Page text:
The governor’race is really starting to pick up steam in Oklahoma. So far we have had Mary Fallin (R), RJ Harris (D) and Joe Dorman (D) announce their campaigns. However, new candidates have not stopped announcing their intent. Over Christmas, Randy Brogdon, former State Senator and primary challenger for the Republican nomination for Governor in 2010, has announced his plans to run for governor against Mary Fallin again in 2014.
This week, I am filing the necessary paperwork to challenge Mary Fallin for the Republican nomination for Governor of Oklahoma. In the coming months, I will be making my case to Republican primary voters why I believe Constitutional Conservative leadership is needed in the Governor’s office.
His announcement comes under the ideals that government has gotten too big and violates our liberties.
Government is too big and too powerful and we all know it. It spends too much, borrows too much, taxes too much, regulates too much and snoops too much. We are in the fight of our lives for liberty, and I feel morally obligated to lead that fight on behalf of Oklahoma families.
My promise as governor is to protect Oklahoma families from the overreach of federal and state government and to restore your God given unalienable rights of life, liberty and property.
At this time it is unclear how that translates to electoral freedom, particularly that of ballot access reform. There were no Ballot Access Reform bills put to a vote while Brogdon was in the State Senate and thus no vote history for him. He does not currently have any position statements on his campaign site. Yet, if he wants to be consistent with the idea that government regulates too much and wants to restore liberty to the people, then he should support ballot access reform.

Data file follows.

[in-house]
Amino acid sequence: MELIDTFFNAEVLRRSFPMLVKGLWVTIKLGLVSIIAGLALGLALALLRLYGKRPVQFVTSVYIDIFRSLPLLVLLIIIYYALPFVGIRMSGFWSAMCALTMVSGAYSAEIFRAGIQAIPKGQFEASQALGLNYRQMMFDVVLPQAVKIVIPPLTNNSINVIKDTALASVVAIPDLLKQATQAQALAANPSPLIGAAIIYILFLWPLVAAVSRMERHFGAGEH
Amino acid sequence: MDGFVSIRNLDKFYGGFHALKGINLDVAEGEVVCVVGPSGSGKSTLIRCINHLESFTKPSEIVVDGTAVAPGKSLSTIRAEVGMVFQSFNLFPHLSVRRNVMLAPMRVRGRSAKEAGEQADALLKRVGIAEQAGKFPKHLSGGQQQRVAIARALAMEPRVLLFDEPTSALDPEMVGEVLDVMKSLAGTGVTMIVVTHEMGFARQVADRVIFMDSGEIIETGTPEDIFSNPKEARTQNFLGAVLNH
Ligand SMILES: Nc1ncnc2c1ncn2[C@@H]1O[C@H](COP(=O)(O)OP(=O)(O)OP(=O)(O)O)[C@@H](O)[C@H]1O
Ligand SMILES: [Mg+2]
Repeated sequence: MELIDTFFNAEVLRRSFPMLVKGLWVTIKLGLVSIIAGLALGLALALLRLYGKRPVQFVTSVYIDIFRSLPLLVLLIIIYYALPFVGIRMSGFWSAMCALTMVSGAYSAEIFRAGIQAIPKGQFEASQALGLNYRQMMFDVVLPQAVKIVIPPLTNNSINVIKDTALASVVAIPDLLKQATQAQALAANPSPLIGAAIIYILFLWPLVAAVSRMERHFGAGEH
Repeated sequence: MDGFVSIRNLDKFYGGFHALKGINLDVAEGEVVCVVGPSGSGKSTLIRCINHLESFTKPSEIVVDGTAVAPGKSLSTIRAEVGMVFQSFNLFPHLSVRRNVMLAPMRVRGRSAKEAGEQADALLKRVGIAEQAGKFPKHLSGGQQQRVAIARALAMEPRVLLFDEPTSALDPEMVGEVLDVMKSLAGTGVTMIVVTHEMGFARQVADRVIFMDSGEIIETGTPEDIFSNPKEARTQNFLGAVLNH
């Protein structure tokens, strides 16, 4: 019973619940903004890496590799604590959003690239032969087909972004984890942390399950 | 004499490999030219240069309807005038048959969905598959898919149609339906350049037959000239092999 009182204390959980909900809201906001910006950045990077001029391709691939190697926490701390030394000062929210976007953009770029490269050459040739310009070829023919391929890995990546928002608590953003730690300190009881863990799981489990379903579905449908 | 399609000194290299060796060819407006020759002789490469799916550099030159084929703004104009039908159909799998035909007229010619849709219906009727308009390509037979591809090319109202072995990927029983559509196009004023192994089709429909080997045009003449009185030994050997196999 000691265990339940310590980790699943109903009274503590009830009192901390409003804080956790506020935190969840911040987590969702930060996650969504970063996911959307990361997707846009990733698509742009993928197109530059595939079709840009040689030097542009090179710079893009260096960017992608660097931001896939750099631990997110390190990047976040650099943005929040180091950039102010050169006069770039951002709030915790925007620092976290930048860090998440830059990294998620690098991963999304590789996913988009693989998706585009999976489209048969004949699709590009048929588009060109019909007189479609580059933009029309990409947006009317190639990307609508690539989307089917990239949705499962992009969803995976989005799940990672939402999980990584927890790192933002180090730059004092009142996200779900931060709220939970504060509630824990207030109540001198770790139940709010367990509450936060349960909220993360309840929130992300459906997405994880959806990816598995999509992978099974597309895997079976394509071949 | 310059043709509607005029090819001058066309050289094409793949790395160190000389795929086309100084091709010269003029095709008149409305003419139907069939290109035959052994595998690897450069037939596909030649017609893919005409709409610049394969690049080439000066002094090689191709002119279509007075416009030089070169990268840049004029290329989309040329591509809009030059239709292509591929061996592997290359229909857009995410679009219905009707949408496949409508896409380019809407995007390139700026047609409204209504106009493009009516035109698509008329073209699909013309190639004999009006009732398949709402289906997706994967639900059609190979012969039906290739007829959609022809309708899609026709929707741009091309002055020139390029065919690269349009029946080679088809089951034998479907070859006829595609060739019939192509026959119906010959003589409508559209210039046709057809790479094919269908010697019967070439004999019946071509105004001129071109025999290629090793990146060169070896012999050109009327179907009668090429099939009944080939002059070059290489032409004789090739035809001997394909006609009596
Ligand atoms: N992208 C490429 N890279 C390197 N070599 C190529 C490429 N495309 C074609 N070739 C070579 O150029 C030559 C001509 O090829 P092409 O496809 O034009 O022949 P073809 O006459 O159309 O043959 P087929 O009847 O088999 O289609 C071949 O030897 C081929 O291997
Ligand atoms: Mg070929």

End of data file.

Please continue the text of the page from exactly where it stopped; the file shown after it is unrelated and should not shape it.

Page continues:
After further research on the topic of Brogdon’s position on Ballot Access Reform, I found some evidence that I overlooked. While no ballot access bills came to a vote while Brogdon was in office, he did sponsor a bill, SB 28, in 2007 that would have reduced the current 5% requirement to a flat 5,000 signatures to form a new party. The bill also reduced the current 10% vote test for party retention to 1%. Additionally, Brogdon was the Senate author of HB1072 in 2009. This bill was considerably weaker than his 2007 bill as it only reduced the number of signatures need to 3% of the last Gubernatorial election and left untouched the 10% vote test. The sponsorship of the strong reform bill, SB28, even though it did not get a vote in either house, puts Brogdon up as a top candidate for ballot access reform.
We have contacted his campaign about this issue and will post again if we get a response.